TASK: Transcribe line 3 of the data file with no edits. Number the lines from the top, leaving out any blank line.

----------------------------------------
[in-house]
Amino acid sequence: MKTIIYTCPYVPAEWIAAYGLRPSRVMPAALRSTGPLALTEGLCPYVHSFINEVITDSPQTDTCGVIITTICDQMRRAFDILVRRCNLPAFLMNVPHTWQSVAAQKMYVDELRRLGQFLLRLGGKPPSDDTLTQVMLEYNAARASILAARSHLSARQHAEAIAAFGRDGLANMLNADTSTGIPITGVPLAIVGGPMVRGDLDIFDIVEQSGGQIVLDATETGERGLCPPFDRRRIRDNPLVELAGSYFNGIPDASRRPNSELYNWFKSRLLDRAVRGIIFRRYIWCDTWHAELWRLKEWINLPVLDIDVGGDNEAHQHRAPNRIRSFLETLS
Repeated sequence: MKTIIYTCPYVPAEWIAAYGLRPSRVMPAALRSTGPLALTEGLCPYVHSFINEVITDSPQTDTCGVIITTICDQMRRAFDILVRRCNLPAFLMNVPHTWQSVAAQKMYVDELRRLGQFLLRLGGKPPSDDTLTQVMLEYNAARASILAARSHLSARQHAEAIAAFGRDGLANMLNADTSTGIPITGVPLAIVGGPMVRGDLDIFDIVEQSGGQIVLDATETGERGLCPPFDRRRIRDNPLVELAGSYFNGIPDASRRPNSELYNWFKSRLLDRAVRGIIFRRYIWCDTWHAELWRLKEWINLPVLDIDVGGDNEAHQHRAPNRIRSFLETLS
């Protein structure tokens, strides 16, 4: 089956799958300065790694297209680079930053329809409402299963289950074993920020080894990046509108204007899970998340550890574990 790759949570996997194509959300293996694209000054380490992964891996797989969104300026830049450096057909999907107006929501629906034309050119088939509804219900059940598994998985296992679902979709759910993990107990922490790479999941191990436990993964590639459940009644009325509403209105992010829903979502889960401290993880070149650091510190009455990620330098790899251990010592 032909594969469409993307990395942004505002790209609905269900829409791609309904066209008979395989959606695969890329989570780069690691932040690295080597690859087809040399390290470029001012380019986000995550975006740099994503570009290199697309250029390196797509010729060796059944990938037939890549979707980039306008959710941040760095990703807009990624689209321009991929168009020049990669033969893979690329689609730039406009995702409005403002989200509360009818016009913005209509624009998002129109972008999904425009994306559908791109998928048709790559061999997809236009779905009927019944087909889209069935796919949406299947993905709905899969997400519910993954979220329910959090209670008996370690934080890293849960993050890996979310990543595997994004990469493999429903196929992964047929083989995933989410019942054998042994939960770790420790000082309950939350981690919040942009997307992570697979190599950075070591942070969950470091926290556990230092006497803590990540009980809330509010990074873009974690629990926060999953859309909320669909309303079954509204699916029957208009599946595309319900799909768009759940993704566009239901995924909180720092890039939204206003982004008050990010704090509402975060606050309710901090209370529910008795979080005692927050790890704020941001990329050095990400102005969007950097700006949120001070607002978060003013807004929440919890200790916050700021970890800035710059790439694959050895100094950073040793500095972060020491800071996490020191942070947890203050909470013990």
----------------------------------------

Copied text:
Repeated sequence: MKTIIYTCPYVPAEWIAAYGLRPSRVMPAALRSTGPLALTEGLCPYVHSFINEVITDSPQTDTCGVIITTICDQMRRAFDILVRRCNLPAFLMNVPHTWQSVAAQKMYVDELRRLGQFLLRLGGKPPSDDTLTQVMLEYNAARASILAARSHLSARQHAEAIAAFGRDGLANMLNADTSTGIPITGVPLAIVGGPMVRGDLDIFDIVEQSGGQIVLDATETGERGLCPPFDRRRIRDNPLVELAGSYFNGIPDASRRPNSELYNWFKSRLLDRAVRGIIFRRYIWCDTWHAELWRLKEWINLPVLDIDVGGDNEAHQHRAPNRIRSFLETLS